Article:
I didn’t really plan my study time every day because various things would change and happen in life. When I was doing my first course I had about two or three jobs, so I just used to sit down at weekends. I did used to take the books to bed with me at nighttime to read them too. I didn’t find it too much of a problem though because I really enjoyed it. I was also able to start applying what I was learning directly into my work in the school.

The biggest benefit of OU study to me was that it built in around my job and it built in around my home life. I think distance learning suits a lot of people because you don’t have to actually move away, you don’t have to leave your family and friends and you can actually just carry on with normal life and achieve.

I was determined I wanted a BSc (Hons) Sports degree – I wanted that so much and it’s just changed my life. I’m not stopping now; I’m certainly not packing up teaching because I’ve finally got there and I love it. I feel fit, I feel healthy and I get to play sport. I also have a team of kids from the school in the English Squash championships and they’re doing really well. I would say to anyone not to think about it too much, just sign up for it and just do it, because you can! You’re never too old! If you have a dream then go for it.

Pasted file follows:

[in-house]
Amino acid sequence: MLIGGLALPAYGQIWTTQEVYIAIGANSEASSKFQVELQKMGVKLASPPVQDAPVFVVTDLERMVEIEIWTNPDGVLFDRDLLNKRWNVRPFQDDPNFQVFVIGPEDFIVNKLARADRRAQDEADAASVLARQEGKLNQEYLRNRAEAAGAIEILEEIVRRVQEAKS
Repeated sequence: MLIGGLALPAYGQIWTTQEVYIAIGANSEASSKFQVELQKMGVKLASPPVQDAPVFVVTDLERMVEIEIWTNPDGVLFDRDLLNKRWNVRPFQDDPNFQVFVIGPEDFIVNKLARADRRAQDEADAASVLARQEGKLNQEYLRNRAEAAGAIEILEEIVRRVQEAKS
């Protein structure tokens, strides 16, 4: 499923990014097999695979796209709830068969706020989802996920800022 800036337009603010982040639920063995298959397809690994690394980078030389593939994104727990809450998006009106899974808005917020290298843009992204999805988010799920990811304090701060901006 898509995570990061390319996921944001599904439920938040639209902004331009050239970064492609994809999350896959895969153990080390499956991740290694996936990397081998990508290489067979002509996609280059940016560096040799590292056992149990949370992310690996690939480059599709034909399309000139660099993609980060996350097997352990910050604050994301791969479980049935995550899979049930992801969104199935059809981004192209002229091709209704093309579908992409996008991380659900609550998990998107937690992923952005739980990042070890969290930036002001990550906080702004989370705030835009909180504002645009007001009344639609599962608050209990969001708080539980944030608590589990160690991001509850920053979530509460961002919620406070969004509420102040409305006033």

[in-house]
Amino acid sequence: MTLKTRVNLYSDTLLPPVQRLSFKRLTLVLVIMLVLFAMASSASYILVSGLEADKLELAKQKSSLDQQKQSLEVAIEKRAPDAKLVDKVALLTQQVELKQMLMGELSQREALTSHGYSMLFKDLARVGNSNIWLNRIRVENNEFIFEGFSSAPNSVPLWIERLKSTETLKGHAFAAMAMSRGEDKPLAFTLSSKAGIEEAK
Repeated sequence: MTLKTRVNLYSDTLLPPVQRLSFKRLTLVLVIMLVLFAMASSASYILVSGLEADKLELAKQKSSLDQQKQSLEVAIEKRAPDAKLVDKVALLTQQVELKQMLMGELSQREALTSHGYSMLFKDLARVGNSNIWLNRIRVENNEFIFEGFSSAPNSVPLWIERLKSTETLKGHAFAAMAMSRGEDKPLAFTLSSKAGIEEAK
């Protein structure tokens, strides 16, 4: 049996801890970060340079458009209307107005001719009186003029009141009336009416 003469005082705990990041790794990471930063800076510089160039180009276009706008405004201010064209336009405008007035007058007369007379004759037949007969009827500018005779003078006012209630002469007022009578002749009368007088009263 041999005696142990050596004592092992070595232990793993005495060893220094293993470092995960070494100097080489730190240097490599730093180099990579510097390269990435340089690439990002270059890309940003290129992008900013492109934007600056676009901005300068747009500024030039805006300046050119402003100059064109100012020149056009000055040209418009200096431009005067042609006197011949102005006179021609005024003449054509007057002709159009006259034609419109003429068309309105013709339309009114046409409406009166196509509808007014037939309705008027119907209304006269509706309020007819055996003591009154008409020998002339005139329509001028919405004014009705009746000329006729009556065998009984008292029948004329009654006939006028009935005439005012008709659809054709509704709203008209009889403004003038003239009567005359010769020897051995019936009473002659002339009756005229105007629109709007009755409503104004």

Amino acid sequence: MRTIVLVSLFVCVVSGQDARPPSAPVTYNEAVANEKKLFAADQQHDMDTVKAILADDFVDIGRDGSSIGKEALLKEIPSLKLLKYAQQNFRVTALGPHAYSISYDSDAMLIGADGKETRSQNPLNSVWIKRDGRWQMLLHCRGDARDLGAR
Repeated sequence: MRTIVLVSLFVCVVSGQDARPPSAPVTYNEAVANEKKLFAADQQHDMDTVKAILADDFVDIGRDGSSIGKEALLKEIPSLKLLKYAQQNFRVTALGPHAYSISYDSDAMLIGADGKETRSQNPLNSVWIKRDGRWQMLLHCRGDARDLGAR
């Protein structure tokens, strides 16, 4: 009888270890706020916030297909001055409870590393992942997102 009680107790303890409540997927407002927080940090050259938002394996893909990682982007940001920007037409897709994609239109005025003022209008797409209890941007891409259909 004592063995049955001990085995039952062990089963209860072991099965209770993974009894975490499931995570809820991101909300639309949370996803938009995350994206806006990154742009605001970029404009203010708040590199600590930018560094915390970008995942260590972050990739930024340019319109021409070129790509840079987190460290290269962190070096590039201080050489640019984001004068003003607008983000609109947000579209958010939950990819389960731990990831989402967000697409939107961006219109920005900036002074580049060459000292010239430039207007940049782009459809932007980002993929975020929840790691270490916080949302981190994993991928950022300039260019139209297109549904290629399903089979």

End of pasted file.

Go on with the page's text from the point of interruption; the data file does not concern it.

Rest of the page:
It’s changed my confidence, it’s changed my life and I feel like a different person. I’ve grown and I never thought I could do that. I honestly did not think I could achieve my dream in life. I’ve not only got a degree now I’ve got the fitness qualification as well and I have to say my computer skills are so much better, which is amazing.

I’ve had lots of jobs which I haven’t really wanted to do, but I’ve done them because I’ve had to get the money and I’m now in a job that I’m doing because I love the job, not because of the money. I’m being paid for a job that I love – it’s amazing. The biggest thing for me is that I’m now actually teaching and following the dream that I’ve carried with me since I was 16.”

If you have been inspired by Amanda’s story and would like to study sport and fitness at the Open University, please visit our ‘Study with us’ page.